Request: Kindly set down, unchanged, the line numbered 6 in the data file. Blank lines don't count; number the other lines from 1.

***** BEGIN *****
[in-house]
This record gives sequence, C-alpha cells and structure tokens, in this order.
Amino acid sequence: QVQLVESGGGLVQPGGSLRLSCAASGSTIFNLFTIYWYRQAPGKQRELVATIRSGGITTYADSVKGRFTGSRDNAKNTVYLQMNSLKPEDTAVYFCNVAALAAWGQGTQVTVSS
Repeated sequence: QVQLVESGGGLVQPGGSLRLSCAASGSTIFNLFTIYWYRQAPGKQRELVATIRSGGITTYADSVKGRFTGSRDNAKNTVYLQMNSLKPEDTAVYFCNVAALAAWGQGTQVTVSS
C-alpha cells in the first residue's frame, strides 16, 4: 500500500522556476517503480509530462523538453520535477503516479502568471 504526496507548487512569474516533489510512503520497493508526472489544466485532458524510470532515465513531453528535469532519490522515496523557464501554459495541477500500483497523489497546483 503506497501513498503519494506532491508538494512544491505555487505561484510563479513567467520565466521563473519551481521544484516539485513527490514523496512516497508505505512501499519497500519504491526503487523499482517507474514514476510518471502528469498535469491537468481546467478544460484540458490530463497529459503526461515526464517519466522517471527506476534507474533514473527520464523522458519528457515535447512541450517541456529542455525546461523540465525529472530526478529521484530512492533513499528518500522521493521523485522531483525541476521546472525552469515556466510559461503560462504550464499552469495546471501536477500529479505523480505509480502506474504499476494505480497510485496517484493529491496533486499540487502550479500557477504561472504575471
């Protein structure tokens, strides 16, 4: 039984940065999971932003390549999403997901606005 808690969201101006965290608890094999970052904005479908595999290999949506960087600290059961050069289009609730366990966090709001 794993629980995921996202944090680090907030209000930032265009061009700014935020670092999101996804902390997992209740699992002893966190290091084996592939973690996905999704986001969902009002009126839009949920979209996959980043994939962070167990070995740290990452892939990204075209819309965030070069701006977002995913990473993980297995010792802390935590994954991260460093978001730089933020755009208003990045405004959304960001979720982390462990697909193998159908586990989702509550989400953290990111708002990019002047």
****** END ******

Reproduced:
């Protein structure tokens, strides 16, 4: 039984940065999971932003390549999403997901606005 808690969201101006965290608890094999970052904005479908595999290999949506960087600290059961050069289009609730366990966090709001 794993629980995921996202944090680090907030209000930032265009061009700014935020670092999101996804902390997992209740699992002893966190290091084996592939973690996905999704986001969902009002009126839009949920979209996959980043994939962070167990070995740290990452892939990204075209819309965030070069701006977002995913990473993980297995010792802390935590994954991260460093978001730089933020755009208003990045405004959304960001979720982390462990697909193998159908586990989702509550989400953290990111708002990019002047």